State Treasurer Young Boozer said on Friday he has requested an opinion from the Alabama Attorney General's Office about the constitutionality of the Distressed Institutions of Higher Education Revolving Loan Program recently passed by the legislature.

Legislators appropriated $30 million for the program in the Education Trust Fund supplemental bill passed in the 2023 regular session.

"We have been developing the application and procedures to administer this program. In addition, we have sought an Opinion of the Attorney General on the constitutionality of such a loan program," Boozer said in a statement. "Once we have received the Opinion, we plan to proceed as expeditiously as we can, taking into account the findings of the Attorney General's Opinion. We will make more information available about the program on the State Treasurer's website."

According to the Treasurer's Office, each applicant will be required to submit information and documentation in support of the application. The Treasurer will "review all applications and perform a thorough investigation to determine each applicant's qualifications and ability to repay." During the evaluation process, the Treasurer may request additional information or documentation from the institution. No guarantee is made that proceeds for loans will be available or that any applicant will receive any loan proceeds from the Fund, and the Treasurer reserves the right to deny any or all applications.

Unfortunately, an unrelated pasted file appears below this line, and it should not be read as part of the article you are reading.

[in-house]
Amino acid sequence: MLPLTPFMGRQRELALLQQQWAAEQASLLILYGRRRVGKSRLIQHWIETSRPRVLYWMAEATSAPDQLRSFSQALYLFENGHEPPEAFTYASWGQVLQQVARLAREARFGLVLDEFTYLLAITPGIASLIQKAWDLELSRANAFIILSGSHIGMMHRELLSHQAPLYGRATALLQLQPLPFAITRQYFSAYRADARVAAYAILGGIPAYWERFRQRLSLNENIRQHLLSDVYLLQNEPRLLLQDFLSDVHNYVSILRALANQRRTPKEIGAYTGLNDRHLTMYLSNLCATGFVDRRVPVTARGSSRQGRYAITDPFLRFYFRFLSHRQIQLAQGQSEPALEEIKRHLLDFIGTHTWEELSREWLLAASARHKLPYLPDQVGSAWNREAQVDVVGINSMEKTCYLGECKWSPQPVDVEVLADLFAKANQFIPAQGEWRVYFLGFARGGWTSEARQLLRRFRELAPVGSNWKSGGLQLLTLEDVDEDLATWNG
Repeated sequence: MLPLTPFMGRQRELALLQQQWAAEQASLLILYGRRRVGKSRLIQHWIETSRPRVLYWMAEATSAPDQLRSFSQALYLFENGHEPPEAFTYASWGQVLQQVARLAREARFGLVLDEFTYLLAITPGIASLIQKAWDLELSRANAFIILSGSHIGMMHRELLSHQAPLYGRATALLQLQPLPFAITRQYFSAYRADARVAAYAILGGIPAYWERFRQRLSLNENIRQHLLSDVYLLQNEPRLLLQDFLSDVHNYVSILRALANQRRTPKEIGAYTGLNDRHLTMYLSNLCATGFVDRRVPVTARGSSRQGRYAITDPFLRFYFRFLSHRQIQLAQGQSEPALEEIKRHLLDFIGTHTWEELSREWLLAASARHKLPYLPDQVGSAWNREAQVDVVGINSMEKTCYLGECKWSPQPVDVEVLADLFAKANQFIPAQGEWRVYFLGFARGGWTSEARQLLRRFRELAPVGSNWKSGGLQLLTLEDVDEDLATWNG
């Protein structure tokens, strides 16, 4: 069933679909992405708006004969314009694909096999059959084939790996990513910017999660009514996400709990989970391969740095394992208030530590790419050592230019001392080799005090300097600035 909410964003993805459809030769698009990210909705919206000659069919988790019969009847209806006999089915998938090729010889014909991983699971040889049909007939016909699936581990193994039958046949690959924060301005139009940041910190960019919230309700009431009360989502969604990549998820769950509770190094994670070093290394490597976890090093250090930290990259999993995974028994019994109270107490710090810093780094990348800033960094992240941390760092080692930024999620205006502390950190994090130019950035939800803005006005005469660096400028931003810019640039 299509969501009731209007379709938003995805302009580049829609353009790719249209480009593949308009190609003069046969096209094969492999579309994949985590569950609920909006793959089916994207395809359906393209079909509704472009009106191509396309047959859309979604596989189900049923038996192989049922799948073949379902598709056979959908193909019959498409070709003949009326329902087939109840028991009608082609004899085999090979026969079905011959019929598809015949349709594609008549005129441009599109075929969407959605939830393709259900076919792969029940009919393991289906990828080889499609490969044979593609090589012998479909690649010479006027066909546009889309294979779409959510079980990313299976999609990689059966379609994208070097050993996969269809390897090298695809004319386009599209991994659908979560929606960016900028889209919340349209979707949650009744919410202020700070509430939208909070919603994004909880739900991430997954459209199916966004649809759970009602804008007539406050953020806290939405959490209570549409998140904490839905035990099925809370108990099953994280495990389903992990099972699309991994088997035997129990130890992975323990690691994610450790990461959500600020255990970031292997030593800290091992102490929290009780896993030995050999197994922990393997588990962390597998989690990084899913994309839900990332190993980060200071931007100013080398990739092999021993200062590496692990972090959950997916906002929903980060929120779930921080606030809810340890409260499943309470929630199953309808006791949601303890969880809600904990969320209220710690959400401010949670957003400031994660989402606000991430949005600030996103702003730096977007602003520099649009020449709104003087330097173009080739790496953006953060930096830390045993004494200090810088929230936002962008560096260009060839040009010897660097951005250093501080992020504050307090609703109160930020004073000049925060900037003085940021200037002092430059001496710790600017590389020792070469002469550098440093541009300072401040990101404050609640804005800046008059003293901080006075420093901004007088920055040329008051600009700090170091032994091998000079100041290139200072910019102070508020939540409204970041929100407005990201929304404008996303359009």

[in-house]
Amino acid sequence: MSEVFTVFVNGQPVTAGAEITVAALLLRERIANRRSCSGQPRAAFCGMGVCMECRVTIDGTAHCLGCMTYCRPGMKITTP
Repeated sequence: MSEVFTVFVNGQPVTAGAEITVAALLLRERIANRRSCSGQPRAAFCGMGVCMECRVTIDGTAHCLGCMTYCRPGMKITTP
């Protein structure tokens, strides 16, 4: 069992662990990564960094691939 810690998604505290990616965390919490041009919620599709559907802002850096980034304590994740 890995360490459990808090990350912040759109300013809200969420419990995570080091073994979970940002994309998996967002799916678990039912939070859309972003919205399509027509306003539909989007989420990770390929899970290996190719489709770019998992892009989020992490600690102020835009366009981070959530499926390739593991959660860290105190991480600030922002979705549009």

The loan program, that was enacted by the Alabama Legislature in the 2023 regular session, authorizes the State Treasurer to establish terms and conditions of the loans. 

State Sen. Jabo Waggoner (R-Vestavia Hills), an alumnus of Birmingham-Southern College, sponsored the bill that created the program. Waggoner and other Birmingham-area legislators hoped to secure a $30 million state grant to the financially-ailing Birmingham-Southern College early in the 2023 regular session, but the plan switched to loaning the school the money later on in the session. The school isn't specifically mentioned in the legislation.

To be eligible, a college or university in Alabama must meet all of the following criteria: 

1) has been operating for more than 50 years in Alabama, 

2) has a significant impact on the community in which it is located, 

3) is experiencing financial hardship, which could lead to closure of the institution, 

4) whose governing body has adopted a resolution authorizing the application for a loan from this program to maintain operations as it replenishes its endowment through private gifts, 

5) has assets sufficient to pledge as collateral.

To connect with the author of this story or to comment, email

Don't miss out! Subscribe to our newsletter and get our top stories every weekday morning.